El Hajdib, aged 21, was arrested at Kiel's central train station on 19 August 2006. There were reports two weeks later in connection with the Vollsmose terrorist trial that he was trying to travel to Denmark and that he had Odense imam Abu Bashar's telephone in his pocket. Bashar denied knowing El Hajdib.[9] On 9 December 2008 El Hajdib was sentenced to life in prison by a German court for attempted murder and the attempt to cause an explosion.[6][10] After serving his sentence, he will be deported to Egypt.

Jihad HamadEdit

Hamad, aged 20, fled to Lebanon after the failed attack and tried to hide with his family. He turned himself to Lebanese authorities in Beirut a few days after El Hajdib was arrested.[citation needed] His family lives in Al-Kobbe, Tripoli. In his youth Jihad went to a Christian school.[1] Jihad came to Essen to live with his uncle, study and work. Jihad confessed to depositing the luggage on the trains but claimed he was unaware it was a bomb.[1] He also said El Hajdib and he had researched on the internet how to prepare attacks which would cause increased suffering.[1] Hamad told Lebanese interrogators that El Hajdib saw the Jyllands-Posten Muhammad cartoons controversy as an attack by the Western world on Islam.[11] Further motivation was the killing of Al-Qaeda in Iraq leader Abu Musab al-Zarqawi on 7 June 2006 by US forces. Hamad and El Hajdib lived together in Cologne. Hamad was sentenced in December 2007 to twelve years in prison with hard labour in Beirut.[5]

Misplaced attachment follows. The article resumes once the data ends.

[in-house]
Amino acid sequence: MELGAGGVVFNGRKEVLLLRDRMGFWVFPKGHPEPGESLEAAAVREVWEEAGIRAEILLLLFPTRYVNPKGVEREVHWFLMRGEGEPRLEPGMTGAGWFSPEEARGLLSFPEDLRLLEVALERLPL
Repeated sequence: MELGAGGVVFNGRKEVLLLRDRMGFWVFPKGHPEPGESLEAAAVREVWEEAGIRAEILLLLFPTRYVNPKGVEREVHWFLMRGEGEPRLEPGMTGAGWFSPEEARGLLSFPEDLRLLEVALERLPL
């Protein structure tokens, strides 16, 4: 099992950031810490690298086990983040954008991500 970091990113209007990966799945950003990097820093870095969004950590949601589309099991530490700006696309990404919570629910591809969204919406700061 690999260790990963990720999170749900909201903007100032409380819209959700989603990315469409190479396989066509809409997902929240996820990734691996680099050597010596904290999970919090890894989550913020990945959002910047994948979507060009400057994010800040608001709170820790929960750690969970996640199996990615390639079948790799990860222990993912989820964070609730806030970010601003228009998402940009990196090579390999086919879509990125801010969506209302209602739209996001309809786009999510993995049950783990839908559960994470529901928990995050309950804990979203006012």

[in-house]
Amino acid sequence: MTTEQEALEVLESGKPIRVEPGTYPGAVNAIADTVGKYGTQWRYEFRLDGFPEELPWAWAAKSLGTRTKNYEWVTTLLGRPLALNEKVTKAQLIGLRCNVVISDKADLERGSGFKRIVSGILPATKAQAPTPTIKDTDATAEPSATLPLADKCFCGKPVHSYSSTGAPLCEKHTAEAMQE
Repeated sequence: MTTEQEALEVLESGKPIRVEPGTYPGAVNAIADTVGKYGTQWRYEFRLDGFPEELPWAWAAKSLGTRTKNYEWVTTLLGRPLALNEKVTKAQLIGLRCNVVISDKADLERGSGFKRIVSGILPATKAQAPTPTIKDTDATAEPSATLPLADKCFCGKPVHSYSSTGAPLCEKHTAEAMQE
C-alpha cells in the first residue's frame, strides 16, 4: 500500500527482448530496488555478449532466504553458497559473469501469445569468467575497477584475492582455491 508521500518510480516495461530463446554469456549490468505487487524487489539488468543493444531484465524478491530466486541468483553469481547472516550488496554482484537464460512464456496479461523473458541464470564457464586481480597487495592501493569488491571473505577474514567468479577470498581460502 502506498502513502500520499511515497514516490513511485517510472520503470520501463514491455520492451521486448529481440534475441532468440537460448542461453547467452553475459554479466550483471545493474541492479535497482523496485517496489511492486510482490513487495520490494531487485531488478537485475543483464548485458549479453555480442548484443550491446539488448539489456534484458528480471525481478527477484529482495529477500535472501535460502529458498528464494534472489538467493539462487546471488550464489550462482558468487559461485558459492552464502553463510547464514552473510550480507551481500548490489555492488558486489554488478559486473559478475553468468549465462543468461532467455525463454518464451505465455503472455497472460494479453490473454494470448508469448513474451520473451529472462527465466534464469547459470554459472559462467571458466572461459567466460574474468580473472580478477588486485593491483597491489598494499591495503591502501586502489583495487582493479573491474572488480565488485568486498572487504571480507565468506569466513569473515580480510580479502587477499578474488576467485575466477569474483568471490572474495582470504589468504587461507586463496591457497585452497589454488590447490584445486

Other suspectsEdit

  • Saddam el-Hajdib - brother of Youssef Mohamad El Hajdib, and a high-ranking member of the Fatah al-Islam group, was suspected of helping plan a serious attack. He was killed in fighting between Fatah al-Islam and the Lebanese Armed Forces in May 2007.[3]
  • Ayman Hawa, 20 - from Akkar, arrested on 28 August 2006 by Lebanese authorities.[12]
  • Khaled Khair-Eddin el-Hajdib - arrested in Lebanon by authorities.[when?]
  • Khalil al-Boubou - arrested in Lebanon by authorities.[when?]

Bombs and evidenceEdit